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Front. Environ. Sci., 11 November 2021
Sec. Soil Processes
Volume 9 - 2021 |

Nitrous Oxide Consumption Potential in a Semi-Arid Agricultural System: Effects of Conservation Soil Management and Nitrogen Timing on nosZ Mediated N2O Consumption

www.frontiersin.orgMark D. McDonald1*, www.frontiersin.orgKatie L. Lewis2, www.frontiersin.orgPaul B. DeLaune3, www.frontiersin.orgThomas W. Boutton4, www.frontiersin.orgJacob D. Reed5 and www.frontiersin.orgTerry J. Gentry1
  • 1Department of Soil and Crop Sciences, Texas A&M University, College Station, TX, United States
  • 2Texas A&M AgriLife Research-Lubbock, Lubbock, TX, United States
  • 3Texas A&M AgriLife Research-Vernon, Vernon, TX, United States
  • 4Department of Ecology and Conservation Biology, Texas A&M University, College Station, TX, United States
  • 5BASF Corporation, Lubbock, TX, United States

Agricultural soils account for less than 10% of the total greenhouse gas (GHG) emissions in the United States but about 75% of nitrous oxide (N2O) emissions. Soil conservation practices, such as no-tillage, have the potential to mitigate GHG emissions. We examined the short-term consequences of no-tillage with a winter wheat cover crop (NTW) and no-tillage winter fallow (NT) on N2O emissions, N2O reducing bacterial populations, and overall soil bacterial abundance during the summer growing season in the southern Great Plains, United States. Conservation practices were coupled with nitrogen (N) fertilizer application timing (100% pre-plant, 100% mid-season, 40% pre-plant 60% mid-season, 100% pre-plant with N stabilizer). In addition, N2O emissions were measured to determine any functional effects of altering N fertilizer timing and changing bacterial populations. The combination of N treatment and conservation practice affected nosZ clade II abundance in the second year of the study. Diversity of nosZ clade II was evaluated to determine effects on non-typical N2O reducers which were highly abundant in this study. No nosZ clade II diversity effects were determined, although some clustering of conservation system and N treatments was observed in the second year. Nitrogen treatment affected N2O-N emissions during the summer of both years, likely related to overall increased microbial activity and N fertilizer application. Negative fluxes (consumption) of N2O-N were observed in every treatment and tillage combination and were most pronounced in the control (0 kg N ha−1). Negative fluxes are likely due to a combination of low inorganic-N concentrations at various points during the year and a robust clade II population driving N2O consumption. Altering conservation system and the timing of N fertilizer application affects the microbial community and will likely continue to select for unique communities as the system matures. This will also likely further impact N2O emissions from the system and may increase the rate and frequency of N2O consumption.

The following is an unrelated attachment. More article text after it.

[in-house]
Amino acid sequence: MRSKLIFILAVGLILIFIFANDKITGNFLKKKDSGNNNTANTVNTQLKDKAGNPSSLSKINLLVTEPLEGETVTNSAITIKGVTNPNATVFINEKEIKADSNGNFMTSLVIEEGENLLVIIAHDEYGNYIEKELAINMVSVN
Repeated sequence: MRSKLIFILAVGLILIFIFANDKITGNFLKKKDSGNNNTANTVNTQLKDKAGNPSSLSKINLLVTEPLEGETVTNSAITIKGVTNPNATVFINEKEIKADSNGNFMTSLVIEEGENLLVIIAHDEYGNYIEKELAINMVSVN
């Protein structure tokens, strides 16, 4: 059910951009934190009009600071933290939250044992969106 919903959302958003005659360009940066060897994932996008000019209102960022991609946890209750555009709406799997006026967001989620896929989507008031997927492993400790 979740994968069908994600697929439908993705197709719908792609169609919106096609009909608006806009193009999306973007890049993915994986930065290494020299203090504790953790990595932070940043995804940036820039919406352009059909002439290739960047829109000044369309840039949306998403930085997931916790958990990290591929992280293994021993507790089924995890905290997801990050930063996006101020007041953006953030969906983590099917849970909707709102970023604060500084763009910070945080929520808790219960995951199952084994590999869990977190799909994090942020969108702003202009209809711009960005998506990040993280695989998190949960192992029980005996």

1 Introduction

Nitrous oxide (N2O) is a long-lived atmospheric trace gas that has increased its concentration by 20% since preindustrial time (Butterbach-Bahl et al., 2013), has a global warming potential (GWP) approximately 300 times that of CO2 (IPCC, 2007), and plays an important role in stratospheric ozone depletion (Griffis et al., 2017). Soil is the major global source of nitrous oxide (N2O), accounting for about 78% of N2O emissions in the United States in 2018 (EPA, 2020) where the predominant pathways for production are denitrification and nitrification (Bremner, 1997; Barnard et al., 2005; Mørkved et al., 2007; Reay et al., 2012). Denitrification most often occurs in anaerobic environments (Knowles, 1982; Linn and Doran, 1984) while nitrification is an aerobic process. How N2O is produced is thus often dictated by soil moisture content (Linn and Doran, 1984; Fentabil et al., 2016), with soil texture and organic matter (OM) content impacting soil water holding capacity, and consequently N2O production (Firestone and Davidson, 1989; Bremner, 1997). Increased soil moisture and O2 content affect nitrification and denitrification processes differently. With denitrification, the genes and enzymes responsible are typically O2 sensitive and thus increased soil moisture and reduced O2 would enhance this process and N2O production (Betlach and Tiedje, 1981; Lloyd, 1993). For nitrification where reduced O2 conditions are present, the oxidation of NH3 to NO can be the terminus of the nitrification process, resulting in a potential buildup of NO for soil microbes (Caranto and Lancaster, 2017). This NO may then be reduced to N2O by those microbes, or through release to the environment and subsequent use by denitrifiers. With the oxygen sensitive nature of the enzymes responsible for N2O reduction, production of N2O from NO produced through the first step of nitrification in a mostly aerobic soil usually results in N2O as the final product (Lloyd, 1993).